|Publication number||US4788796 A|
|Application number||US 07/086,778|
|Publication date||Dec 6, 1988|
|Filing date||Aug 19, 1987|
|Priority date||Aug 19, 1987|
|Publication number||07086778, 086778, US 4788796 A, US 4788796A, US-A-4788796, US4788796 A, US4788796A|
|Inventors||Mark E. Matthews|
|Original Assignee||Matthews Mark E|
|Export Citation||BiBTeX, EndNote, RefMan|
|Patent Citations (8), Referenced by (22), Classifications (14), Legal Events (6)|
|External Links: USPTO, USPTO Assignment, Espacenet|
The present invention relates to removable rear truck windows, and more particularly pertains to a sliding removable rear window assembly for a pickup truck which may also be used in a camper shell.
Various types of sliding windows are utilized in the prior art as rear windows in pickup trucks and as windows in camper shells. However, there is a need for a completely removable window in which the panels may be removed from the frame when desired. Often times, a camper shell is mounted on the bed of a pickup truck and it is desired to have a passage between the camper shell and the cab of the truck. In order to accomplish this objective, the prior art devices provide for a sliding of the panels of a window between closed and open positions. A window provided at the front of the camper shell also utilizes a sliding panel construction. Typically, a rubber sealing boot is installed between the cab of the truck and the camper shell. However, the prior art windows do not allow for the complete removal of the sliding panels and allow only a limited access between a camper shell and a truck cab.
Various types of window assemblies for vehicles are disclosed by the prior art. For example, U.S. Pat. No. 2,556,062, which issued to G. Buehrig on June 5, 1951, discloses a "T" top assembly for motor vehicle. U.S. Pat. No. 2,922,473, which issued to R. Le Bron on Jan. 26, 1960, discloses a removable side window for a vehicle. U.S. Pat. No. 4,220,298, which issued to K. Willis on Sept. 2, 1980, discloses a removable soft door assembly for use in aircraft. U.S. Pat. No, 4,482,023, which issued to L. Dziedzic on Nov. 13, 1984, discloses a removable panel assembly used in a cab of a tractor. U.S. Pat. No. 4,518,195, which issued to G. Tindall on May 21, 1985, also discloses a removable window for a tractor cab.
However, none of the prior art devices successfully addresses the problem of providing a window assembly for use in pickup trucks and camper shells in which the sliding panels may be easily and readily removed, and yet be securely maintained in the window frame when desired. Thus, it can be appreciated that there is a continuing need for, and interest in, improvements to such removable window assemblies, and in this respect, the present invention addresses this need and interest.
In view of the foregoing disadvantages inherent in the known types of removable rear truck windows now present in the prior art, the present invention provides an improved removable rear truck window. As such, the general purpose of the present invention, which will be described subsequently in greater detail, is to provide a new and improved removable rear truck window which has all the advantages of the prior art removable rear truck windows and none of the disadvantages.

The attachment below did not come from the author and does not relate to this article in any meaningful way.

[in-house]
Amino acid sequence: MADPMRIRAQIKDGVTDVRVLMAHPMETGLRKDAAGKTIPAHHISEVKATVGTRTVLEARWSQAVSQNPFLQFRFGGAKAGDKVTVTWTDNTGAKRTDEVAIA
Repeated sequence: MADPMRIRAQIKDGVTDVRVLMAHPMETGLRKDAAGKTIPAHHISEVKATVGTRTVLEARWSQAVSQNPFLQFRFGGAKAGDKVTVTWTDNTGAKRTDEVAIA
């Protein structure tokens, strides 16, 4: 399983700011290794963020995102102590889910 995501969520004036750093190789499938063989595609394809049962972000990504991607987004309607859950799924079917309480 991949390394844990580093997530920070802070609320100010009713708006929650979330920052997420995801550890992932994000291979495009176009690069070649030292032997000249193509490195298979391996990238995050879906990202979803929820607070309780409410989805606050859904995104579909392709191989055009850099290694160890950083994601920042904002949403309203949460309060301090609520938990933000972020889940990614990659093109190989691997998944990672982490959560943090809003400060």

To attain this, an illustrative embodiment of the concepts of the present invention is shown in the drawings, and makes use of a frame assembly which defines a central opening. The frame includes tracks for the reception of sliding panels and also includes retaining pins for maintaining the sliding panels secured in the tracks. Upon removal of the retaining pins, the sliding panels may be lifted upwardly in the tracks and by tilting the bottom of the panels outwardly of the frame, the panels may be readily removed.
There has thus been outlined, rather broadly, the more important features of the invention in order that the detailed description thereof that follows may be better understood, and in order that the present contribution to the art may be better appreciated. There are, of course, additional features of the invention that will be described hereinafter and which will form the subject matter of the claims appended hereto. In this respect, before explaining at least one embodiment of the invention in detail, it is to be understood that the invention is not limited in its application to the details of construction and to the arrangements of the components set forth in the following description or illustrated in the drawings. The invention is capable of other embodiments and of being practiced and carried out in various ways. Also, it is to be understood that the phraseology and terminology employed herein are for the purpose of description and should not be regarded as limiting. As such, those skilled in the art will appreciate that the conception, upon which this disclosure is based, may readily be utilized as a basis for the designing of other structures, methods and systems for carrying out the several purposes of the present invention. It is important, therefore, that the claims be regarded as including such equivalent constructions insofar as they do not depart from the spirit and scope of the present invention.
Further, the purpose of the foregoing abstract is to enable the U.S. Patent and Trademark Office and the public generally, and especially the scientists, engineers and practitioners in the art who are not familiar with patent or legal terms or phraseology, to determine quickly from a cursory inspection the nature and essence of the technical disclosure of the application. The abstract is neither intended to define the invention of the application, which is measured by the claims, nor is it intended to be limiting as to the scope of the invention in any way.
It is therefore an object of the present invention to provide a new and improved removable rear truck window which has all the advantages of the prior art removable truck windows and none of the disadvantages.
It is another object of the present invention to provide a new and improved removable rear truck window which may be easily and efficiently manufactured and marketed.
It is a further object of the present invention to provide a new and improved removable rear truck window which is of a durable and reliable construction.
An even further object of the present invention is to provide a new and improved removable rear truck window which is susceptible of a low cost of manufacture with regard to both materials and labor, and which accordingly is then susceptible of low prices of sale to the consuming public, thereby making such removable rear truck windows economically available to the buying public.